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Author Topic: When is the right time to thow out your documentation?  (Read 4535 times)


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When is the right time to thow out your documentation?
« on: Jun 19, 2019, 06:37:50 PM »
There are advocates of tossing all of your documentation once your child emancipates....and there are advocates of the need to preserve history because too often history gets re-written by alienators....  Well, I share another reason today NOT to throw it out that caught me by surprise.  I divorced #2 in 1996 and did not ask for my last name to change.  I kept it.  Then 6 months later, I went to the local court to have it changed legally and pressed on with life.  Well, today I find out that the VA doesn't have my current last name in their system correct in ALL of the different departments.  I was active duty military, even retired under my maiden name, but this one flippin' office or department still has my former name.  So I need a state ID AND divorce to show I was allowed to change my name.  I said "But it's not in the divorce, can't you accept my passport, or my retired military ID,or my DDForm214?"  He said NO, it has to be a court order.  THANKFULLY, I'm anal when it comes to documentation -- and I had it handy in my "all about Iris" file...and I could send off a copy and now wait.  But imagine if I had to contact the court -- 12 hours away -- ask for a record to be pulled that's over 20 years ago (which takes 3 - 5 business days) because back then, NOTHING was electronic.....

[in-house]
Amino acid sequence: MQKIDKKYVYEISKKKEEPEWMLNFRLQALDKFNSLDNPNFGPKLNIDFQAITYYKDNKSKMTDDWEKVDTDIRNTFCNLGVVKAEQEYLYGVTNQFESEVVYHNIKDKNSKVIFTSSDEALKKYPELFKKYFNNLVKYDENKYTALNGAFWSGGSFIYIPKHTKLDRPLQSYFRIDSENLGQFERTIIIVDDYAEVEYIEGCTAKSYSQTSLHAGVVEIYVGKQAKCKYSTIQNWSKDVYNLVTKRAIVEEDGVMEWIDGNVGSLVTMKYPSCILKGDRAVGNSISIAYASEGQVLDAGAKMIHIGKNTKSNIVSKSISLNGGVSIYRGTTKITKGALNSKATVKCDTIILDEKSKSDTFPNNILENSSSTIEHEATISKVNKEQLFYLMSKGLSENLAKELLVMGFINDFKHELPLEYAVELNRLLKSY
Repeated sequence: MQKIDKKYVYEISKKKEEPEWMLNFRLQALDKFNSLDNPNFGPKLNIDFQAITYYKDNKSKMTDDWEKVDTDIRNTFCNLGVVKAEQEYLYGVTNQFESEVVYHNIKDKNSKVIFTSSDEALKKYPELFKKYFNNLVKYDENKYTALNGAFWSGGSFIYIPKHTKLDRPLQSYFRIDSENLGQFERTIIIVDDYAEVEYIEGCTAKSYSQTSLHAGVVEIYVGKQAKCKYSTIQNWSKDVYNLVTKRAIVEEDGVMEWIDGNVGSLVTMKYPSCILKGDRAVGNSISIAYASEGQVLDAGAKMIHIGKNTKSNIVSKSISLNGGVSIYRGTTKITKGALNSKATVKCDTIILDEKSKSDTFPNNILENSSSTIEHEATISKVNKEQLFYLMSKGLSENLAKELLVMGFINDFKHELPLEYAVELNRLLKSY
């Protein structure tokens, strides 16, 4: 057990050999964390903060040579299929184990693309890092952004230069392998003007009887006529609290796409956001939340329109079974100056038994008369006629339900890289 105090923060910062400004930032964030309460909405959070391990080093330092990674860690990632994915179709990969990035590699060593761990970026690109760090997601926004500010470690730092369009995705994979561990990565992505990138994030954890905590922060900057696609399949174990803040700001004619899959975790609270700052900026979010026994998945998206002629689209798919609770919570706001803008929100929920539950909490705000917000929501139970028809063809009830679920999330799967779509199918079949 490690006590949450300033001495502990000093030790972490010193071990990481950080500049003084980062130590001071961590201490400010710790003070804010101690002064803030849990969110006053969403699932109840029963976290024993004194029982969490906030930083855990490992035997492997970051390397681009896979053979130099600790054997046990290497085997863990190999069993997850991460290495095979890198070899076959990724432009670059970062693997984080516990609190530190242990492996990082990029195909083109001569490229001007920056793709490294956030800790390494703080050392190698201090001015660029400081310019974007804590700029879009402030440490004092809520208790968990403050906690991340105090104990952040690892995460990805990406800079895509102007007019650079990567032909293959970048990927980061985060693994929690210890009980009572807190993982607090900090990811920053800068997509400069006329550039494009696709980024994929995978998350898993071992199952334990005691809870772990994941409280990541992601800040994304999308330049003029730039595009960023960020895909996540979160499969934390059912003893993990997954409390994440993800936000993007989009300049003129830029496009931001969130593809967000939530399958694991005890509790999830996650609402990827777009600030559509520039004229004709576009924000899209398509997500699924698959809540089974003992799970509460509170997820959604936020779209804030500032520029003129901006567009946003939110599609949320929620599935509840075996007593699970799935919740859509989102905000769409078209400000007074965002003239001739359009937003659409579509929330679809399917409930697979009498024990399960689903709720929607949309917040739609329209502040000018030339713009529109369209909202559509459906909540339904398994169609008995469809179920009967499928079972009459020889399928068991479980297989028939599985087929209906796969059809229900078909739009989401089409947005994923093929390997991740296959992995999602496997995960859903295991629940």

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Re: When is the right time to thow out your documentation?
« Reply #1 on: Jun 24, 2019, 10:08:16 AM »
Good question...
I threw out about 90% after my son turned 21. I kept a few specific items like my hand written diaries/logs, and a few court docs that I thought had significance (like the parenting evaluation report).

The rest I took and burned in a friend's backyard fire pit. I had more than 3 feet of paper (!!) stacked up to burn.

If you think you might need any of it someday you could always scan all of it with a document scanner and then trash the physical copies. Burn a couple CDs and also throw copies on a couple of thumb drives. Or, zip it all up and put it in an Amazon S3 bucket,  that way it'll never ever get lost.

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